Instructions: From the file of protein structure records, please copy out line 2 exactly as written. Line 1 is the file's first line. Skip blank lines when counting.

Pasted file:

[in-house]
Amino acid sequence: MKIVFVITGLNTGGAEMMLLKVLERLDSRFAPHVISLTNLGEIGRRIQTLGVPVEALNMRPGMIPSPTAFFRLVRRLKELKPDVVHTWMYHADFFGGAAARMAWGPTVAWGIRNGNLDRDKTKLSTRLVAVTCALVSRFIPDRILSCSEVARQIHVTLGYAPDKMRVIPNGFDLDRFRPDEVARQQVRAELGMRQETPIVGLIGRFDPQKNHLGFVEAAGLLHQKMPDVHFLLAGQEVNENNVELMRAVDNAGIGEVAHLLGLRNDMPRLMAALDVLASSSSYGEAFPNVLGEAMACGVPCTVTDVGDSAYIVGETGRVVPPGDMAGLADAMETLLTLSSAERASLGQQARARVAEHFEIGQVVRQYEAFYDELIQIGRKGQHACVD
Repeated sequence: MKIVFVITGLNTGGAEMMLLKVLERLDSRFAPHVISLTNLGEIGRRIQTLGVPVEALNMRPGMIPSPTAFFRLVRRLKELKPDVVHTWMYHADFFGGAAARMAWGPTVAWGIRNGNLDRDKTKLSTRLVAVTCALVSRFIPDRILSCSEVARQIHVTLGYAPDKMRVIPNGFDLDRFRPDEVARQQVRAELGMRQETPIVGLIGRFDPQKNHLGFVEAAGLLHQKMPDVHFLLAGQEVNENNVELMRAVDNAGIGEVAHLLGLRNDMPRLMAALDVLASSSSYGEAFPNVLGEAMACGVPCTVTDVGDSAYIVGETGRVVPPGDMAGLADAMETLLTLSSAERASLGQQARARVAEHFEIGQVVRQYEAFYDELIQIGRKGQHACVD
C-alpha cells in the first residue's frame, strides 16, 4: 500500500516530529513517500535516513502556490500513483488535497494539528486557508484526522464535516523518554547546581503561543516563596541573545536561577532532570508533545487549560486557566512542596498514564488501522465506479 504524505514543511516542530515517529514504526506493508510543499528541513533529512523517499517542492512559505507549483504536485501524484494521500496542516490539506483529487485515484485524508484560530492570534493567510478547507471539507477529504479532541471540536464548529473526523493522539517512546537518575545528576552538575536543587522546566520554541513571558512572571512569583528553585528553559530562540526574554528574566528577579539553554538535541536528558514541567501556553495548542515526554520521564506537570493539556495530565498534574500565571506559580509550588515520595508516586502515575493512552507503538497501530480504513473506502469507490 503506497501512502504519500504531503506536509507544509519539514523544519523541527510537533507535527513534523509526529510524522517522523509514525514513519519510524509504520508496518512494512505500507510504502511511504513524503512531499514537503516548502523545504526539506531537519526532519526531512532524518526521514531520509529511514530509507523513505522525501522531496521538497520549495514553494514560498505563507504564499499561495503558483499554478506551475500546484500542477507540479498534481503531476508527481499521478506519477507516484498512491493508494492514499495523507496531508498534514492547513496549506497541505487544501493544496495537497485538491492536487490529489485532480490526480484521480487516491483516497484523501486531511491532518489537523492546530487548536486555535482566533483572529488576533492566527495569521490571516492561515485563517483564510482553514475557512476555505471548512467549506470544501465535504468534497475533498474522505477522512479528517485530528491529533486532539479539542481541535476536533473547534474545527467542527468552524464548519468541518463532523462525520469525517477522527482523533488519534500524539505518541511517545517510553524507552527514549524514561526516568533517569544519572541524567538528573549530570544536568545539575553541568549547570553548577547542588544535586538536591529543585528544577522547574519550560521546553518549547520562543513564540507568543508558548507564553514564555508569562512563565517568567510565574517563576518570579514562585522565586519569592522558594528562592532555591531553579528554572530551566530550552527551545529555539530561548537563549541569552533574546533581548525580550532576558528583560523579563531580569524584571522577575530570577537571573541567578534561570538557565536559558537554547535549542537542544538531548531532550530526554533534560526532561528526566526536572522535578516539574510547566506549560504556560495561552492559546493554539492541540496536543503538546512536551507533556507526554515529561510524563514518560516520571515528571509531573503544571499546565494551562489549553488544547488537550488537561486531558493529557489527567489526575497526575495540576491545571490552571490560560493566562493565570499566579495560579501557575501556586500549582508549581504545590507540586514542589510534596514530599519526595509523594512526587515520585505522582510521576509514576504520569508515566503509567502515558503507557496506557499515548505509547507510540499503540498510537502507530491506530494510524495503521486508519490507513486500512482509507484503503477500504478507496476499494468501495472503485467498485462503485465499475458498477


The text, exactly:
Amino acid sequence: MKIVFVITGLNTGGAEMMLLKVLERLDSRFAPHVISLTNLGEIGRRIQTLGVPVEALNMRPGMIPSPTAFFRLVRRLKELKPDVVHTWMYHADFFGGAAARMAWGPTVAWGIRNGNLDRDKTKLSTRLVAVTCALVSRFIPDRILSCSEVARQIHVTLGYAPDKMRVIPNGFDLDRFRPDEVARQQVRAELGMRQETPIVGLIGRFDPQKNHLGFVEAAGLLHQKMPDVHFLLAGQEVNENNVELMRAVDNAGIGEVAHLLGLRNDMPRLMAALDVLASSSSYGEAFPNVLGEAMACGVPCTVTDVGDSAYIVGETGRVVPPGDMAGLADAMETLLTLSSAERASLGQQARARVAEHFEIGQVVRQYEAFYDELIQIGRKGQHACVD